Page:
A group from The Stand spent 11 days in South Africa, telling stories about the interesting culture and people who live there
Over Syracuse University’s winter break, 13 of us packed up and went halfway around the world to Grahamstown, South Africa, which is on the country’s Eastern Cape. The group included myself, The Stand’s Director Ashley Kang and another professor, Seth Gitner, plus a trip consultant and nine students who had just wrapped up a semester of writing stories for The Stand print edition and website.
We wanted to have a “global experience,” to set out on a journalistic and life adventure and to do there what we have done here — tell the stories of everyday people.
Before we left, we produced video profiles of a number of South Side residents. Among them were a high school student, a convenience store operator, and a police officer based in a middle school.
In Grahamstown, our stories included:
• A local bead maker who, post-apartheid, was able to put her daughter through once-white Rhodes.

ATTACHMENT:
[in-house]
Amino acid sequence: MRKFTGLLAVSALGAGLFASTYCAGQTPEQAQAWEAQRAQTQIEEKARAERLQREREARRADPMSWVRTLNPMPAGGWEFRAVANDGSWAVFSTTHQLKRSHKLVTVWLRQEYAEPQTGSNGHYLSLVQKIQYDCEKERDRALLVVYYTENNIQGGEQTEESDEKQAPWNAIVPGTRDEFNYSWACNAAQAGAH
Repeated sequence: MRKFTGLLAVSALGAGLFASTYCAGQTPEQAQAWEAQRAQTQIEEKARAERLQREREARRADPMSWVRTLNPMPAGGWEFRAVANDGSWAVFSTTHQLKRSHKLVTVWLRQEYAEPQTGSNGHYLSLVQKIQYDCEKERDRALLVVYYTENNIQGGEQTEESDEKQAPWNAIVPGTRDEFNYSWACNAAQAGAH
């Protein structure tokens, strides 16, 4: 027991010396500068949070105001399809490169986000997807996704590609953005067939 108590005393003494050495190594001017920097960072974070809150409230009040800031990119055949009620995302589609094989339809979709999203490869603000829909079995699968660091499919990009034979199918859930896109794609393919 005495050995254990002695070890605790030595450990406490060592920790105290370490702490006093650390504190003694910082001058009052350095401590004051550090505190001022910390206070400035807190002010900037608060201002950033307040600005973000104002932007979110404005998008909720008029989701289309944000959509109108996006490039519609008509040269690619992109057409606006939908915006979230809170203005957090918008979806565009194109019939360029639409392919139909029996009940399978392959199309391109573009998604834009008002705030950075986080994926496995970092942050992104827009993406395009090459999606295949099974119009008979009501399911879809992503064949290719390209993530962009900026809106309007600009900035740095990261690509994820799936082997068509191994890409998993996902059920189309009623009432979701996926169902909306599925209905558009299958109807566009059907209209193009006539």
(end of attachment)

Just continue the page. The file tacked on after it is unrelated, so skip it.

• An entrepreneur whose donkeys were a township fixture, delivering the wood he cut to build residents’ homes and to fuel their warming fires.
• A young man who’d just passed into manhood, via a circumcision rite and monthlong stay “in the bush.”
Our team spent most of its time in the township, where the black population lives and where some three of every four adults are unemployed. Living conditions were tough; most people lived in mud or tin homes of a room or two.
But that was not the impression most of us carried home with us. What stuck? It was the upbeat and welcoming nature of the place and the people. Apartheid was done away with in the mid-1990s. Clearly, it will take several generations more, at least, before the people of the township will have anything close to real access to a quality education, the real key to eventual equality.
While there is far to go, the optimism for that future is palpable. It surprised us. Perhaps we are so used to opportunity that we don’t even recognize its constant presence in our lives. Now — at least for a time — I think all of us do.